Real Estate Advice
Things to think about when buying a home.
It's one of the most important large purchases and commitments of you life. Life can be challenging at times, jobs change, your needs change, and your neighbors homes can have an effect on the value of your home. A home is not something you can easily walk away from. Putting your home on the market and getting ready for the sale process can take months and cost a large sum of money. You have to account for fees that the agents will charge, closing costs and the cost of moving and storage. • How long do you plan to live in this home, three to five years or 30? • Are you ready to stop paying rent and take on a mortgage? Have you had your job for 2 years? How is your credit score? How much of a down payment will you have 5%, 10%, 20%? All of these are key factors that will yield the best mortgage rates. • Is now the best time to buy your new home? Has the area that you are interested in appreciated or declined drastically in the past 5 years? If so there may be a settling period • Your home may not be the best investment. During these tough economic, there are great deals to be had on every corner, so make sure you do your research.
Research, research, research
Once you're ready to take the plunge, figure out what you can afford. Many lenders prefer that your housing costs -- mortgage, property taxes and homeowners insurance -- amount to no more than 33% of your monthly gross income, but some will go much, much higher.
• MSN Money's Home Affordability Calculator factors in your credit and your available cash to give you a target price to shop by.
• If you're buying in an inflated market, a fixer-upper is a good choice. (See "7 creative ways to buy your first house.")
• You can buy anything from slum dwellings to upscale homes if you're looking into the foreclosure market. Don't count on massive cost savings. (See "The safest ways to buy foreclosures.")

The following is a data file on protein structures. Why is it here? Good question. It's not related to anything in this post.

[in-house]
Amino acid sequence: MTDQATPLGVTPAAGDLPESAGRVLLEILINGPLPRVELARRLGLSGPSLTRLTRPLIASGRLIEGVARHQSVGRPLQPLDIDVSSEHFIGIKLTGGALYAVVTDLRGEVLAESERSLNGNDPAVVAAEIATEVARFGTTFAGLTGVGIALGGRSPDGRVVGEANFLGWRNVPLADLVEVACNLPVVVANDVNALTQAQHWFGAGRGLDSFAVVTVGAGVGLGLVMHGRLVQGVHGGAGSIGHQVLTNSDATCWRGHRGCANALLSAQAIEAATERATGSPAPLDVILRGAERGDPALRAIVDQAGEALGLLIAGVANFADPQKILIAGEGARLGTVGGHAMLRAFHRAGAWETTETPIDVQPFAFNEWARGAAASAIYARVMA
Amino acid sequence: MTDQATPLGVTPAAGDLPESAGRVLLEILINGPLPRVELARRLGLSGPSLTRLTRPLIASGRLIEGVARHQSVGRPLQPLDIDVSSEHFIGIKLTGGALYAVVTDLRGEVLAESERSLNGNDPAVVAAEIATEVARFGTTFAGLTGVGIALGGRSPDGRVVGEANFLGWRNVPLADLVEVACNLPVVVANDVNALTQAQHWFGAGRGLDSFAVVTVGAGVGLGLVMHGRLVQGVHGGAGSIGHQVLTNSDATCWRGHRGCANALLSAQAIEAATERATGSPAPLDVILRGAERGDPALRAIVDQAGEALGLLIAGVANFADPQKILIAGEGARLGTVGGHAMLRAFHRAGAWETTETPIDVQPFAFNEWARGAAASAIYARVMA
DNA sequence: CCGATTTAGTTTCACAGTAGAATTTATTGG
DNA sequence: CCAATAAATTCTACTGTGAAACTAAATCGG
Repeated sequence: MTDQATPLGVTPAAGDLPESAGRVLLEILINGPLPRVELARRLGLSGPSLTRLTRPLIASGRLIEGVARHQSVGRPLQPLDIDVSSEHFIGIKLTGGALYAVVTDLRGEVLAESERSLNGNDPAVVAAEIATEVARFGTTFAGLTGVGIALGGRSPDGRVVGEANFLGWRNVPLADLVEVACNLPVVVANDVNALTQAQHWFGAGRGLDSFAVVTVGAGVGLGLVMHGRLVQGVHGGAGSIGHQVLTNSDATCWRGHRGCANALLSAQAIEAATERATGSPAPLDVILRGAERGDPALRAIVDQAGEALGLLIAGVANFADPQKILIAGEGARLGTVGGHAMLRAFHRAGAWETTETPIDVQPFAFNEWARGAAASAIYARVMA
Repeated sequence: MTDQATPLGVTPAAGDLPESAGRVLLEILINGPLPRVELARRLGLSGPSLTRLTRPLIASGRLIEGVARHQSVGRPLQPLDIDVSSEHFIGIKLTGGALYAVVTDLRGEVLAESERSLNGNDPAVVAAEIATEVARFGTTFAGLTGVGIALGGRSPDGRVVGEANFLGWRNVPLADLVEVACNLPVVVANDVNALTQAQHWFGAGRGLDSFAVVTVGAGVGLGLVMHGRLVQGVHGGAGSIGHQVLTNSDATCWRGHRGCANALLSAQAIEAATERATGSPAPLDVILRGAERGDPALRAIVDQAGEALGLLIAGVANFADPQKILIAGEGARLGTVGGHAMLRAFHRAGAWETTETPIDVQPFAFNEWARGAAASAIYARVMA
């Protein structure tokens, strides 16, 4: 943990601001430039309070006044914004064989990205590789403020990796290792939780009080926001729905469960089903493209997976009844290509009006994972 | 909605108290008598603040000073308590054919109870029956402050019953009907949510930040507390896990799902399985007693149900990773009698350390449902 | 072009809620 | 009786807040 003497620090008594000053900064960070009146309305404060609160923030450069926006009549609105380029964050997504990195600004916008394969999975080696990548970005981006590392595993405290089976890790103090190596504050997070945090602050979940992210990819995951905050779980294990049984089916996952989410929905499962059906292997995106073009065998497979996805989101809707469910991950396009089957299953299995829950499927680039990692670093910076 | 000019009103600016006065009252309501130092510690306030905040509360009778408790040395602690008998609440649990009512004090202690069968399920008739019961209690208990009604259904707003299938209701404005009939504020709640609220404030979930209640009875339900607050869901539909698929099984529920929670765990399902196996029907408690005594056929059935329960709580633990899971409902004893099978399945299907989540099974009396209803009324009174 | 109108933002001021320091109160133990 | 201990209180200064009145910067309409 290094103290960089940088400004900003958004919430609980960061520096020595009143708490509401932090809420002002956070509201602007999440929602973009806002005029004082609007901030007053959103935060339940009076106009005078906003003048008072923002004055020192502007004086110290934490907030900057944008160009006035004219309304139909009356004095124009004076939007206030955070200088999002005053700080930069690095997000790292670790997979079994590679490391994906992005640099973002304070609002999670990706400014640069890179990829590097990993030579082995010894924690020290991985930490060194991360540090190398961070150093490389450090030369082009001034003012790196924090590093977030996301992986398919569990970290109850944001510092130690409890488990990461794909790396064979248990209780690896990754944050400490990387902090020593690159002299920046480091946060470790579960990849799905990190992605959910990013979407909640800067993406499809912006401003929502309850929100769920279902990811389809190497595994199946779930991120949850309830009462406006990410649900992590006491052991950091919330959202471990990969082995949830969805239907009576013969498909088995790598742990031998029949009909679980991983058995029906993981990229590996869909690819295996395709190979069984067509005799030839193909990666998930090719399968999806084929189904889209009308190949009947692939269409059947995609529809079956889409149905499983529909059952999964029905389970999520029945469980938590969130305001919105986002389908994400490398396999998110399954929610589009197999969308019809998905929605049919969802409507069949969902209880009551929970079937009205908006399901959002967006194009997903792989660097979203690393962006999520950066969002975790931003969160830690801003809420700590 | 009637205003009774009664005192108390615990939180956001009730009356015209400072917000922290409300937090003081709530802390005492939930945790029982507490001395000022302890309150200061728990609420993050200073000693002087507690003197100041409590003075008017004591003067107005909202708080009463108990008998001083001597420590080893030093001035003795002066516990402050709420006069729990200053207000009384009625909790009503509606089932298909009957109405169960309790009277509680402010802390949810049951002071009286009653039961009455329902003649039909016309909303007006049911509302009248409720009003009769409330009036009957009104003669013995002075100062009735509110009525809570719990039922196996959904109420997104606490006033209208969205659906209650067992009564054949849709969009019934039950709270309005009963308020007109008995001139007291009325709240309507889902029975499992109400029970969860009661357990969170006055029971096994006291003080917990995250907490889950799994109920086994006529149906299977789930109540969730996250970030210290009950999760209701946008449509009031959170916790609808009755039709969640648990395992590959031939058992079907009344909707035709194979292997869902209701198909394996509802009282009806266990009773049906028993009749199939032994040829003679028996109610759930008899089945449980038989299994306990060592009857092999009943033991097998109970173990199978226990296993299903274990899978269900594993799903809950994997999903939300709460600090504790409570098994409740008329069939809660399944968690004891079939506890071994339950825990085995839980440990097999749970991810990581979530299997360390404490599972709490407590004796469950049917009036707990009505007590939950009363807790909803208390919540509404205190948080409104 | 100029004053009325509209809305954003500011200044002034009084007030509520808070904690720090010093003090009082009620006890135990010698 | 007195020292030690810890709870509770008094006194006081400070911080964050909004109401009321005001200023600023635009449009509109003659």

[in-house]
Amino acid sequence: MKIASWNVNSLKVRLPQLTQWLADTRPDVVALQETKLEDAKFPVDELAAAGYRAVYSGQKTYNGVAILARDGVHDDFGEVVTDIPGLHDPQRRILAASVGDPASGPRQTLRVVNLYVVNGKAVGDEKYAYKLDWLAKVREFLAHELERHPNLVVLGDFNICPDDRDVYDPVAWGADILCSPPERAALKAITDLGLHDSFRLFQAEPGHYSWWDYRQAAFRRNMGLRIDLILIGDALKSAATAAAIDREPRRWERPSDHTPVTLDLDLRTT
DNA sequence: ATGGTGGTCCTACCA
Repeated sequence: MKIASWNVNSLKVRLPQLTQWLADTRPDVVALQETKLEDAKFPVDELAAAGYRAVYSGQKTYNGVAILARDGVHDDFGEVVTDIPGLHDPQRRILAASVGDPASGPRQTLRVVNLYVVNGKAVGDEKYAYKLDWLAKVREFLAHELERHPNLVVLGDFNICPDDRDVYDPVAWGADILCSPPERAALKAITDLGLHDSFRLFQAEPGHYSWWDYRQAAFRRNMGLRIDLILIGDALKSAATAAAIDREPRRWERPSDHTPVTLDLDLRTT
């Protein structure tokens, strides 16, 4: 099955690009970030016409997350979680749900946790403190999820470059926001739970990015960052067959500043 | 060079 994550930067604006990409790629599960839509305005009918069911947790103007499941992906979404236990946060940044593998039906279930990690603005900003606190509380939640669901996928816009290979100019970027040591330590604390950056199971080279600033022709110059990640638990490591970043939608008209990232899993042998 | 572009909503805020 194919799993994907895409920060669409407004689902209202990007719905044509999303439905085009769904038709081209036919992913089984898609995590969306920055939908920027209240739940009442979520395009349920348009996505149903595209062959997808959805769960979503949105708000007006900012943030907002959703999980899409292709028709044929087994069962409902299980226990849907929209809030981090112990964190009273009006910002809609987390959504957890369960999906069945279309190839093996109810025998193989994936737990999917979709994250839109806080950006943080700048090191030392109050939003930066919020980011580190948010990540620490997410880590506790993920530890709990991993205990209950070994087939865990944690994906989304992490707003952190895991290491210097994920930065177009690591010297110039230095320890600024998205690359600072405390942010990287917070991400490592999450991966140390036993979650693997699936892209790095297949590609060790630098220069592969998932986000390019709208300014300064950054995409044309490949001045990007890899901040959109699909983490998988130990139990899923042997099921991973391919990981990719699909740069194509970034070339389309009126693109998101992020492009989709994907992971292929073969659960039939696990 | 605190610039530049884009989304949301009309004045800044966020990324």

When selecting a Realtor, make sure to choose an experienced Realtor, and also someone who is familiar with your area. They will be able to give you much more in depth details about Schools, Home Value, the best areas of that Section, etc. One of the best ways to go about finding a Realtor is to ask Friends and Family for referrals. A referral infers that someone already had a good experience with that particular realtor which bodes well for your impending experience.
• Try and talk to 2-3 Realtors. Make sure to follow up on any claims they may advertise, and check on the Licensing and any reviews they may have.
• Realtors -- agents who are members of the National Association of Realtors -- must abide by a code of ethics. Realtors also have access to the Multiple Listing Service.
• Make sure you have compatibility and chemistry with your Realtor. If you two don't see eye to eye, don't get along, or just simply aren't on the right page, your home search is going to be miserable and unfruitful and waste both of your times.